The federal contracting community has gotten used to seeing major upticks in contract outlays in the last couple months of the fiscal year. But for the Department of the Navy, April’s numbers rivaled those figures: Contract obligations this month are already up 30% compared to the same period a year ago, and almost double the figures from April 2018.
To be sure, the coronavirus pandemic was a big factor in the increase in dollars-on-contract. Like most other parts of the government, the Navy and Marine Corps are spending a lot to respond to the pandemic itself and to keep vulnerable parts of their supply chains afloat.
But that’s not the whole story, said James Geurts, the assistant secretary of the Navy for research, development and acquisition. The Navy Department’s ability to get cash out the door more quickly is also the result of reform efforts that have been underway for the last two-and-a-half years and emergency planning that predated the COVID crisis.
“I’m seeing some remarkable efficiencies,” he told reporters on a conference call Tuesday. “I think a lot of that is getting rid of layers of bureaucracy that weren’t needed. Some of it is also creating better partnerships with industry so that we can leverage cost and pricing data we already have, and we don’t have to send out an RFP and get a proposal back just to confirm that data. And some of it is just a continued sense of urgency and mission focus.”
As of Tuesday, the Department of the Navy had obligated $96.9 billion toward contracts in April, compared to $74.7 billion in April of 2019, even though more than 95% of its contracting workforce is working remotely. During the same month, those acquisition professionals also increased their use of distance learning for ongoing workforce development by more than 65%.
Geurts said many of those “efficiencies” were born of necessity because of the pandemic, but there’s no good reason the changes the DON has made shouldn’t become part of the fabric of how its acquisition system operates.
“I think all of these are relatively sustainable activities,” he said. “I want to come out of this in a place where what we’re doing is now the standard — not crisis behavior or point-in-time behavior. “If we can make it the standard, we can leverage that efficiency to give us more resilience and to allow us to then recap that increased business tempo into products and services for the warfighter.”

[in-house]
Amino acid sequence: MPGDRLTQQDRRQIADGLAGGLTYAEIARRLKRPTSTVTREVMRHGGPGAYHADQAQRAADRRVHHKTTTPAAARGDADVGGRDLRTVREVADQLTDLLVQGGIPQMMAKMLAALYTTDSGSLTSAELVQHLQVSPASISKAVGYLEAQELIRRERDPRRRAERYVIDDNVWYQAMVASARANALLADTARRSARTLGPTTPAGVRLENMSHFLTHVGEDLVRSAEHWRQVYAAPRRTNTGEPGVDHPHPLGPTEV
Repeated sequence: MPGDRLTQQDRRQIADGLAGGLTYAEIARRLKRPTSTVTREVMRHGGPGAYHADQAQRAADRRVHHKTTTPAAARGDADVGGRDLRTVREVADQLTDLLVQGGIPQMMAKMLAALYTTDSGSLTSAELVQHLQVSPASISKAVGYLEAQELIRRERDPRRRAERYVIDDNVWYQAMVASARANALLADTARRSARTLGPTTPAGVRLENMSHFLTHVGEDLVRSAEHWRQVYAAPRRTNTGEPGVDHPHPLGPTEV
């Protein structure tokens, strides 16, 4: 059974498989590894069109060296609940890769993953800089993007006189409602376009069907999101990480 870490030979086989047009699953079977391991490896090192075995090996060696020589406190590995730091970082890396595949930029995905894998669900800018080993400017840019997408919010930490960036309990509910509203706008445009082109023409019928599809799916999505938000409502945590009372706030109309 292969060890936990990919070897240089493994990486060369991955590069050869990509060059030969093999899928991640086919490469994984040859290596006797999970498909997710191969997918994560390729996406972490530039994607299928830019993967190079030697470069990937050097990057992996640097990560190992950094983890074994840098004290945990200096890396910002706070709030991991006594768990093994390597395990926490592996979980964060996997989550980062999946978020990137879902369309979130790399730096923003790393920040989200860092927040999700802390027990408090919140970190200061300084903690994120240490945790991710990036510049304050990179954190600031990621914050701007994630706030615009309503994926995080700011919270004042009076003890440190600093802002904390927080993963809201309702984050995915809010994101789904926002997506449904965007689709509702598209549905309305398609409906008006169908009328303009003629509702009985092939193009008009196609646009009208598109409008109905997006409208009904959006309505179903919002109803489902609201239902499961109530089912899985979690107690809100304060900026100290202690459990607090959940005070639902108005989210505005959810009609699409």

In some instances, the Navy had already been thinking through ways to accelerate the contracting process and its cash outlays, but the pandemic provided a major incentive to implement those policies right away.
For example, Naval Sea Systems Command decided to release nearly $600 million in pending contractor payments it had been holding back. NAVSEA generally retains 10 percent of the dollar value of new ship construction or ship repair contracts until it’s satisfied the job has been done adequately.
“We were already moving toward reducing that because we found it not to be a terribly effective tool in the long run, and that we could use other tools to ensure that the work was completed and we had warranties on the work,” Geurts said. “We had already been moving down that path experimentally. But we thought it was in everybody’s best interest to move to that quickly, particularly because a lot of that retention had an overly-large impact on mid-sized and small subcontractors. And we are only as strong as our industrial base.”
The DON is also speeding up its use of Small Business Innovation Research (SBIR) and Small Business Technology Transfer (STTR) programs to keep funding flowing to the smaller firms it needs for R&D work. The Office of Naval Research announced this week that it will open up $30 million in rapid funding via a broad agency announcement; ONR plans to spend $250 million through the same BAA over the next 90 days.
But Geurts said he believes the Navy’s ability to reorient its contracting apparatus quickly in response to the pandemic is largely attributable to a reform initiative the Navy Department began in 2017. The adjustments are comprised of what he calls the “Four Ds:” Decentralized execution, differentiation of work, digitization of operations, and development of talent.
“I tend to be lucky more than smart, but in hindsight, those strategies are what allowed us to pivot very quickly to operating in this kind of unplanned contingency,” he said. “We decentralized so that the workforce understood intent in a culture of trust — we trusted them to make the right decision and we de-layered. In a crisis, that’s just gold. Digitizing the work has been money, because if we had not figured that out we would have never been able to operate with efficiency in a massively distributed workforce. We’ve also developed that workforce so that they have the confidence, and I have the confidence, to allow them to run at speed.”